POST Online Media Lite Edition



 

72% of large businesses want renewables

Staff writer |
Almost three out of four large U.S.-based corporations in a new survey plan to pursue renewables over the next two years.

Article continues below






But experts differ regarding the validity of the survey's conclusions and how they might affect wholesale power prices, Platts reports.

PwC, a global accounting and consulting firm, on Tuesday released "Corporate renewable energy procurement survey insights," which shows that 72% of the firms "are actively pursuing additional renewables purchase," and that 63% of respondents said they have become more inclined to purchase renewables over the past six months.

George Favoloro, a PwC managing director who led the survey, said in an email Wednesday that it "was designed to focus on corporations who are engaged in the renewables market (i.e., either are actively in the purchase process, or plan to do so in the future) because it's their needs and intentions that [are] determining what is being bought."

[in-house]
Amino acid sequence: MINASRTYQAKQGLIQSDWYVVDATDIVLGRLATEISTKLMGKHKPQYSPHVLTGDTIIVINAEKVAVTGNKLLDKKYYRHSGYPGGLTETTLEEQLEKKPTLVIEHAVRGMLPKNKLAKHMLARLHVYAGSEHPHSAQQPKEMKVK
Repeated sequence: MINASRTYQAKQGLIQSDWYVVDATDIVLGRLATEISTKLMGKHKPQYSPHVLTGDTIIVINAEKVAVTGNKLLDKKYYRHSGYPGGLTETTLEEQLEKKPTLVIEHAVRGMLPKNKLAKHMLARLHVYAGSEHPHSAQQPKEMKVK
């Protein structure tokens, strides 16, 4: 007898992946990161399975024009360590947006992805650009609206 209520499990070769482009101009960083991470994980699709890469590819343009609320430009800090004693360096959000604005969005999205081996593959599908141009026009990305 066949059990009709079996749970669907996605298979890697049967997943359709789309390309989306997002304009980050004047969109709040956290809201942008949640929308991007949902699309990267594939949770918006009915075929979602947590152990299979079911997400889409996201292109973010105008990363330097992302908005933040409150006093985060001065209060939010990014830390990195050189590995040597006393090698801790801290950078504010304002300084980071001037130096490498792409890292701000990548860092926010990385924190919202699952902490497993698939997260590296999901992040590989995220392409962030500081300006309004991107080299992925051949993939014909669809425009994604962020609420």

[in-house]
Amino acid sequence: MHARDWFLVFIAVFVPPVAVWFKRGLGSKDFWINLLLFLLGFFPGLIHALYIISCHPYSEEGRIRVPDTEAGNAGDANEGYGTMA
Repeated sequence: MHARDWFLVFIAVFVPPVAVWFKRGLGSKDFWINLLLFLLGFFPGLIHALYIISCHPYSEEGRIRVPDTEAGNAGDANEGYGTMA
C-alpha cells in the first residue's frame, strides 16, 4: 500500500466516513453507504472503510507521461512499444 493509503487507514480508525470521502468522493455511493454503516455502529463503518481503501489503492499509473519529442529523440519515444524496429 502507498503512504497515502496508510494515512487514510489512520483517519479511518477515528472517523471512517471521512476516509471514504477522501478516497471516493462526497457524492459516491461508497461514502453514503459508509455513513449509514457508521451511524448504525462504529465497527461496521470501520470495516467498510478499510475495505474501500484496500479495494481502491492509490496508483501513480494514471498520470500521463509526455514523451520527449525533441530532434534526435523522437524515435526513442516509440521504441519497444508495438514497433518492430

PwC solicited responses from about 200 companies and received responses from 63 of them, Favoloro said. Of that number, 62% have more than $10 billion in annual revenue, and 68% spend more than $100 million a year on energy.

The largest industry group was involved in information, communication and technology, at 23%, followed by 14% in retail and 11% in manufacturing.

Eric Smith, Tulane Energy Institute associate director, said, "I think this survey falls in the category of 'confirmation bias,'" as 59% of individuals responding were involved with sustainability efforts, versus 3% in operations.

"It's a bit like asking an auditor if he thinks the company is spending enough on audits."

But the high percentage of companies reported to be pursuing renewables was "not too surprising" to Gavin Dillingham, a research scientist at the Houston Area Research Center focusing on clean energy policy.

"The numbers may be a bit optimistic, but probably not off too much," Dillingham said in an email Wednesday.